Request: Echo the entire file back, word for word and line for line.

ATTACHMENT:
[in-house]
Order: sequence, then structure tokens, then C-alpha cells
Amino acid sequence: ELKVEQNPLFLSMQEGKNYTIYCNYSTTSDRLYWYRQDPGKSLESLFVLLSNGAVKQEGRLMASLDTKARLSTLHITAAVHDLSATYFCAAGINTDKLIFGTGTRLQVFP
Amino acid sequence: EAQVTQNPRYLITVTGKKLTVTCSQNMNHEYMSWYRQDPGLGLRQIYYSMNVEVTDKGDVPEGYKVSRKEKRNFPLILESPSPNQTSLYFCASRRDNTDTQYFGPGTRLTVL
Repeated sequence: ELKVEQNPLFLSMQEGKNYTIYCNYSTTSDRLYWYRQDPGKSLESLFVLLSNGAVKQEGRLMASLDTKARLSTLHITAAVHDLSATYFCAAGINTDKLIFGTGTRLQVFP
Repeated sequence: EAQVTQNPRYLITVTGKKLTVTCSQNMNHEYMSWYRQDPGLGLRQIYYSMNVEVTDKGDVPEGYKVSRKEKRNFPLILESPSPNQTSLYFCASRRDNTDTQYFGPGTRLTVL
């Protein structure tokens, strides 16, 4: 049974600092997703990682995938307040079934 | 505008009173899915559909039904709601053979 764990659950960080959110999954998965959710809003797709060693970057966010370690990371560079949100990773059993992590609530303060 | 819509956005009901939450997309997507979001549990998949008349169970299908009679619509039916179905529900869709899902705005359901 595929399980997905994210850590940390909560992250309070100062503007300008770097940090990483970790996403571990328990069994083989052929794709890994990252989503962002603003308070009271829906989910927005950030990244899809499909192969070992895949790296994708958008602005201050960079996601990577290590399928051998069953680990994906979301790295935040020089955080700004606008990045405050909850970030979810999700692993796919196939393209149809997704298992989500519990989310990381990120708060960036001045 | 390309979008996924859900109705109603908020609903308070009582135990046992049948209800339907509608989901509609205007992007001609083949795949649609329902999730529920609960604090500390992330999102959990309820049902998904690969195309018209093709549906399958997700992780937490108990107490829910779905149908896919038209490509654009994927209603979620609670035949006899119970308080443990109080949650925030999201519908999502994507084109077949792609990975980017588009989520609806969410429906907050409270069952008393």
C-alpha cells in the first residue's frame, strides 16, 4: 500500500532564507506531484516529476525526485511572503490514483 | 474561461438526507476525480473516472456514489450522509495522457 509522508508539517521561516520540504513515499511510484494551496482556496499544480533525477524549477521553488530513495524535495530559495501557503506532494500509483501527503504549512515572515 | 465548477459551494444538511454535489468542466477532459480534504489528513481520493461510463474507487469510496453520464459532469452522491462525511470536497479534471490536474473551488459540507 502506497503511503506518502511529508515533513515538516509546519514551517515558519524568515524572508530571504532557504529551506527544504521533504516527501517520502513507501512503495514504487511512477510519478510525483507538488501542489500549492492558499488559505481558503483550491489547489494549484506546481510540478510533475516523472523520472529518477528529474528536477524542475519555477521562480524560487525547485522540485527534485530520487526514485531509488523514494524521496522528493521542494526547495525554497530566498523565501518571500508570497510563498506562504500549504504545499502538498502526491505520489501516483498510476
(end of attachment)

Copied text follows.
[in-house]
Order: sequence, then structure tokens, then C-alpha cells
Amino acid sequence: ELKVEQNPLFLSMQEGKNYTIYCNYSTTSDRLYWYRQDPGKSLESLFVLLSNGAVKQEGRLMASLDTKARLSTLHITAAVHDLSATYFCAAGINTDKLIFGTGTRLQVFP
Amino acid sequence: EAQVTQNPRYLITVTGKKLTVTCSQNMNHEYMSWYRQDPGLGLRQIYYSMNVEVTDKGDVPEGYKVSRKEKRNFPLILESPSPNQTSLYFCASRRDNTDTQYFGPGTRLTVL
Repeated sequence: ELKVEQNPLFLSMQEGKNYTIYCNYSTTSDRLYWYRQDPGKSLESLFVLLSNGAVKQEGRLMASLDTKARLSTLHITAAVHDLSATYFCAAGINTDKLIFGTGTRLQVFP
Repeated sequence: EAQVTQNPRYLITVTGKKLTVTCSQNMNHEYMSWYRQDPGLGLRQIYYSMNVEVTDKGDVPEGYKVSRKEKRNFPLILESPSPNQTSLYFCASRRDNTDTQYFGPGTRLTVL
């Protein structure tokens, strides 16, 4: 049974600092997703990682995938307040079934 | 505008009173899915559909039904709601053979 764990659950960080959110999954998965959710809003797709060693970057966010370690990371560079949100990773059993992590609530303060 | 819509956005009901939450997309997507979001549990998949008349169970299908009679619509039916179905529900869709899902705005359901 595929399980997905994210850590940390909560992250309070100062503007300008770097940090990483970790996403571990328990069994083989052929794709890994990252989503962002603003308070009271829906989910927005950030990244899809499909192969070992895949790296994708958008602005201050960079996601990577290590399928051998069953680990994906979301790295935040020089955080700004606008990045405050909850970030979810999700692993796919196939393209149809997704298992989500519990989310990381990120708060960036001045 | 390309979008996924859900109705109603908020609903308070009582135990046992049948209800339907509608989901509609205007992007001609083949795949649609329902999730529920609960604090500390992330999102959990309820049902998904690969195309018209093709549906399958997700992780937490108990107490829910779905149908896919038209490509654009994927209603979620609670035949006899119970308080443990109080949650925030999201519908999502994507084109077949792609990975980017588009989520609806969410429906907050409270069952008393």
C-alpha cells in the first residue's frame, strides 16, 4: 500500500532564507506531484516529476525526485511572503490514483 | 474561461438526507476525480473516472456514489450522509495522457 509522508508539517521561516520540504513515499511510484494551496482556496499544480533525477524549477521553488530513495524535495530559495501557503506532494500509483501527503504549512515572515 | 465548477459551494444538511454535489468542466477532459480534504489528513481520493461510463474507487469510496453520464459532469452522491462525511470536497479534471490536474473551488459540507 502506497503511503506518502511529508515533513515538516509546519514551517515558519524568515524572508530571504532557504529551506527544504521533504516527501517520502513507501512503495514504487511512477510519478510525483507538488501542489500549492492558499488559505481558503483550491489547489494549484506546481510540478510533475516523472523520472529518477528529474528536477524542475519555477521562480524560487525547485522540485527534485530520487526514485531509488523514494524521496522528493521542494526547495525554497530566498523565501518571500508570497510563498506562504500549504504545499502538498502526491505520489501516483498510476